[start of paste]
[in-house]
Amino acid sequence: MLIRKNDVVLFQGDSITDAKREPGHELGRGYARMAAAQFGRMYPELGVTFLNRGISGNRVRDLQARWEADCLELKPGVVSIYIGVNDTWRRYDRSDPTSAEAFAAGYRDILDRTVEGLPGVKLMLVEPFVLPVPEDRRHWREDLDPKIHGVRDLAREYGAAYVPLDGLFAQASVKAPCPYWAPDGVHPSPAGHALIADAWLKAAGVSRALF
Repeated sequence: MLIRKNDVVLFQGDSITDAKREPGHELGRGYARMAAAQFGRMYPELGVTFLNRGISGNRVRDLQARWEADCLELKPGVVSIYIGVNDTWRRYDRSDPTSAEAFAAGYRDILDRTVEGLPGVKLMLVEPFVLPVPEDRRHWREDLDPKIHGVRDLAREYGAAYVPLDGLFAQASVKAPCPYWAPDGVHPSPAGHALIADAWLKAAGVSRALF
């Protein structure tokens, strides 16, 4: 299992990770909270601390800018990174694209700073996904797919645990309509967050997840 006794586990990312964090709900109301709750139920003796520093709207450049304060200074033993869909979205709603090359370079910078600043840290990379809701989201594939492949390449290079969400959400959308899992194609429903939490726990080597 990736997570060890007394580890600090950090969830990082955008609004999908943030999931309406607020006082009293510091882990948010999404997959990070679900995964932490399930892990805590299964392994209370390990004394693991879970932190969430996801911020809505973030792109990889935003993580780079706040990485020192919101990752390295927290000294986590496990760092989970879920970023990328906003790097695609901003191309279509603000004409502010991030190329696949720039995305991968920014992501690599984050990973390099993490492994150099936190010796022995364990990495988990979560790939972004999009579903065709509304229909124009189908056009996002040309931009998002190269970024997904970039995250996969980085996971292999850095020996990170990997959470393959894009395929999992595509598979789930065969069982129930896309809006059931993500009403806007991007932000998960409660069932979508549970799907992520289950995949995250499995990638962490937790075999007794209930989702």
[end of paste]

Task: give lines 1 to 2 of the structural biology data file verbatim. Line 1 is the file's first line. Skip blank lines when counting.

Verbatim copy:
[in-house]
Amino acid sequence: MLIRKNDVVLFQGDSITDAKREPGHELGRGYARMAAAQFGRMYPELGVTFLNRGISGNRVRDLQARWEADCLELKPGVVSIYIGVNDTWRRYDRSDPTSAEAFAAGYRDILDRTVEGLPGVKLMLVEPFVLPVPEDRRHWREDLDPKIHGVRDLAREYGAAYVPLDGLFAQASVKAPCPYWAPDGVHPSPAGHALIADAWLKAAGVSRALF